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A Case for Diagnosis (Sarcoid?). Presented by Dr. Eugene F. Traub.
Dr. G. M. B., aged 39, presented himself at the Skin and Cancer Unit of the New York Post-Graduate Medical School and Hospital about one week ago. He stated that he had had psoriasis, hay fever, asthma and sensitivity to iodides, acetylsalicylic acid, barbiturates and ephedrine. Locally, he was sensitive to tar, salicylic acid, sulfur and mercury.His present eruption had first been noted three or four years before. It consisted of three nodular lesions scattered over the lower part of the abdomen, each varying in size according to the duration. The color was a deep purplish red. The peculiar feature of the eruption was the largest and oldest spot on the right side of the abdomen, which had a depressed center and a peculiarly rolled and elevated border. No such changes were seen in the other nodules. Two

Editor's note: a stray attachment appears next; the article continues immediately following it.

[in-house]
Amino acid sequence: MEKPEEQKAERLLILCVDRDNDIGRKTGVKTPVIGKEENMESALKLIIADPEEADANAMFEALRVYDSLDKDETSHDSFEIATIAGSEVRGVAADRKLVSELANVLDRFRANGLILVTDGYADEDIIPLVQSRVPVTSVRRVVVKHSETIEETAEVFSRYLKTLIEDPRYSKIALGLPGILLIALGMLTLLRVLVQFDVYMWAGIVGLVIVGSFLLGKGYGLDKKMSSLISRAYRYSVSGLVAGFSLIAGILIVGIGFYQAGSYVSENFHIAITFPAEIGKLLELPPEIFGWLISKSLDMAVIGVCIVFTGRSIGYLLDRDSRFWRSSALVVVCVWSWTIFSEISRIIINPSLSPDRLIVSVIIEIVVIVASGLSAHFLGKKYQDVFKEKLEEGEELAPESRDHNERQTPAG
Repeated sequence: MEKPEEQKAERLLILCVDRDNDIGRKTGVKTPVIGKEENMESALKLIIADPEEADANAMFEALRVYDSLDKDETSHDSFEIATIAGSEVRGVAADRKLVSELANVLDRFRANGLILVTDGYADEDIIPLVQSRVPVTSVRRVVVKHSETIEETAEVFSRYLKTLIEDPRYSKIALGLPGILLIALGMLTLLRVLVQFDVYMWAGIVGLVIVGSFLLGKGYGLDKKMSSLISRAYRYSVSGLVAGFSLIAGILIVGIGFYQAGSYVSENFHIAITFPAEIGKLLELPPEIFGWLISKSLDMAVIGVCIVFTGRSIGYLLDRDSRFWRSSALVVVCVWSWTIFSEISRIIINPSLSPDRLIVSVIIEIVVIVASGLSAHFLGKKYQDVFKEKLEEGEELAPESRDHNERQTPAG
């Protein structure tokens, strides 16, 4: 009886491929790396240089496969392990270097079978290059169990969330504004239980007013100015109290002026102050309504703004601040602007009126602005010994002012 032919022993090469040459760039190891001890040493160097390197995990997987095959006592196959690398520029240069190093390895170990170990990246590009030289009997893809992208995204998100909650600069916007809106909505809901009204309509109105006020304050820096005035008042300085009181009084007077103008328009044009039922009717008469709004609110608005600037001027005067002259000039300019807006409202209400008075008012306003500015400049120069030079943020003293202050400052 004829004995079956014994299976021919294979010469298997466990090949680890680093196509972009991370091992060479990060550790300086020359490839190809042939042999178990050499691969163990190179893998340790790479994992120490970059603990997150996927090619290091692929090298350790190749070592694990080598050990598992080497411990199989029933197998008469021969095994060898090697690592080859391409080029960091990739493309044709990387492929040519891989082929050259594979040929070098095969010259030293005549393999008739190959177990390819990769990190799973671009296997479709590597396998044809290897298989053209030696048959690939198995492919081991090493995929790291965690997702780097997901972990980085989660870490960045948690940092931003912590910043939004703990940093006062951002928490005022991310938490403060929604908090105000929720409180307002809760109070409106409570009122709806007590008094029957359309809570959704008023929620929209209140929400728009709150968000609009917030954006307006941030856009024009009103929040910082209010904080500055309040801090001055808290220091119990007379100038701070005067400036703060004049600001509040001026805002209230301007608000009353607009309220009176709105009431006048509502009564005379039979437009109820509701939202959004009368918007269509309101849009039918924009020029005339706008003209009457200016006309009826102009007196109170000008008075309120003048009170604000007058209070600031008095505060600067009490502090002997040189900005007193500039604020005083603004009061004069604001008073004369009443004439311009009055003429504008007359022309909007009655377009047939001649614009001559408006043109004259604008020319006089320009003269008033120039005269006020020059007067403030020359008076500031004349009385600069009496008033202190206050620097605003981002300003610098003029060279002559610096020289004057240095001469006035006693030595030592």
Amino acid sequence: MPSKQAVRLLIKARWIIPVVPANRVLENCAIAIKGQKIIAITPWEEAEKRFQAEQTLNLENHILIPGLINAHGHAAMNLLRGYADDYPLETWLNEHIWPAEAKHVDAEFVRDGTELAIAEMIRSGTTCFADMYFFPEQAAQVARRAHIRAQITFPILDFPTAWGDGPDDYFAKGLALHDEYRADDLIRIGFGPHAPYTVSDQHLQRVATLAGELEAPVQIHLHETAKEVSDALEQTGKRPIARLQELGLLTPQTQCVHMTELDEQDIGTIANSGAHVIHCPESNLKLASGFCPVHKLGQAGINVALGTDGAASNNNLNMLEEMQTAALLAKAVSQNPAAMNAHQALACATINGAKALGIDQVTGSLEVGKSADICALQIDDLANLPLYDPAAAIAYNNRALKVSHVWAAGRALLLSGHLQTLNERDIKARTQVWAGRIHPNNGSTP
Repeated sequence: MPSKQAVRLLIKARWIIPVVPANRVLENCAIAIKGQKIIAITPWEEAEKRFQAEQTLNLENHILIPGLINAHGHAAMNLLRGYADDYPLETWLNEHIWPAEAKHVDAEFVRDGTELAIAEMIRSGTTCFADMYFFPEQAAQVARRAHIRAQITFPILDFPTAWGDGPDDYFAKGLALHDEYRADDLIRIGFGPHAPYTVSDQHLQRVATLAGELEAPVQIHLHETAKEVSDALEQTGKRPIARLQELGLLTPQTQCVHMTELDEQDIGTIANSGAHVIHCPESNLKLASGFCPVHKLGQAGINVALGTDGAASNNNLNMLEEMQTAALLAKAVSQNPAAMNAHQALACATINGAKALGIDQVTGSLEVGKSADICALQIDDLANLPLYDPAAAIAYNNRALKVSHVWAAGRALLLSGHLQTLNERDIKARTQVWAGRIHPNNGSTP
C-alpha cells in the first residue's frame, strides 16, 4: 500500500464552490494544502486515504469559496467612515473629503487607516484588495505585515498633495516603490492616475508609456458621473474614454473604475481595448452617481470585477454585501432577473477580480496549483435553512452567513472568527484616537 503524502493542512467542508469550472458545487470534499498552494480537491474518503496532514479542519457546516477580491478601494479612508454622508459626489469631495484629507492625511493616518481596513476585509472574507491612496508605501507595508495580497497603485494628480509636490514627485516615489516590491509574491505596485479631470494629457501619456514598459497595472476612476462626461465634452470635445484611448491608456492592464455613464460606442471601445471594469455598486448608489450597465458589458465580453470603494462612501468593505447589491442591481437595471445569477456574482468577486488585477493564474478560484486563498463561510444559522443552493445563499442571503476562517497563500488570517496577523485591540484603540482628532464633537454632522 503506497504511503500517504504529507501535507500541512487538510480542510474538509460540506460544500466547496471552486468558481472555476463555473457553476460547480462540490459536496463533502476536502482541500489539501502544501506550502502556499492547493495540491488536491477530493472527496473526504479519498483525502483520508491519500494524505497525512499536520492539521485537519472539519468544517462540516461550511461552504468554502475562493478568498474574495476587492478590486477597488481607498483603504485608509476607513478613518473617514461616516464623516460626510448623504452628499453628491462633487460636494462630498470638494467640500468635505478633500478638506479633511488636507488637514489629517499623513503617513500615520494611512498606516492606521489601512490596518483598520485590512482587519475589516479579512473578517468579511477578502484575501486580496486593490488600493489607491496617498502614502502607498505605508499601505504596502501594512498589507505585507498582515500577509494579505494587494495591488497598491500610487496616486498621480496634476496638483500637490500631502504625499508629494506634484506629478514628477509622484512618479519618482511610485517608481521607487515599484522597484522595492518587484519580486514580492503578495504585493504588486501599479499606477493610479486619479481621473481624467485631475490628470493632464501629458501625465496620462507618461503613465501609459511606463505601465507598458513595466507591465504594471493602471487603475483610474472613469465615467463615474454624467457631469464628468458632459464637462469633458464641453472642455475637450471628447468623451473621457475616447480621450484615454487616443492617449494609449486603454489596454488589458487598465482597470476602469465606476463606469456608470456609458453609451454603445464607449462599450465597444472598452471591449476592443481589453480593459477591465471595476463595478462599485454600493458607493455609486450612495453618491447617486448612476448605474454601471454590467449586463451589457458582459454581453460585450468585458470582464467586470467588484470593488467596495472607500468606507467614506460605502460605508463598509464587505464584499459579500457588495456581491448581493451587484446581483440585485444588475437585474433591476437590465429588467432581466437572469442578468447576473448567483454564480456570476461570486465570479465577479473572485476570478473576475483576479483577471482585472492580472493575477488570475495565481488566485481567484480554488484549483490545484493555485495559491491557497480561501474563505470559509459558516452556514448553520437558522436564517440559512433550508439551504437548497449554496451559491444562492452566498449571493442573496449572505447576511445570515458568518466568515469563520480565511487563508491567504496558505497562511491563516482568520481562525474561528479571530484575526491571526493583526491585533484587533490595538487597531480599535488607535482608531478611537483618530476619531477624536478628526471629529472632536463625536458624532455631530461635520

Andrews GC, Lewis GM. NEW YORK DERMATOLOGICAL SOCIETY. Arch Derm Syphilol. 1947;55(5):723–728. doi:10.1001/archderm.1947.01520050125021
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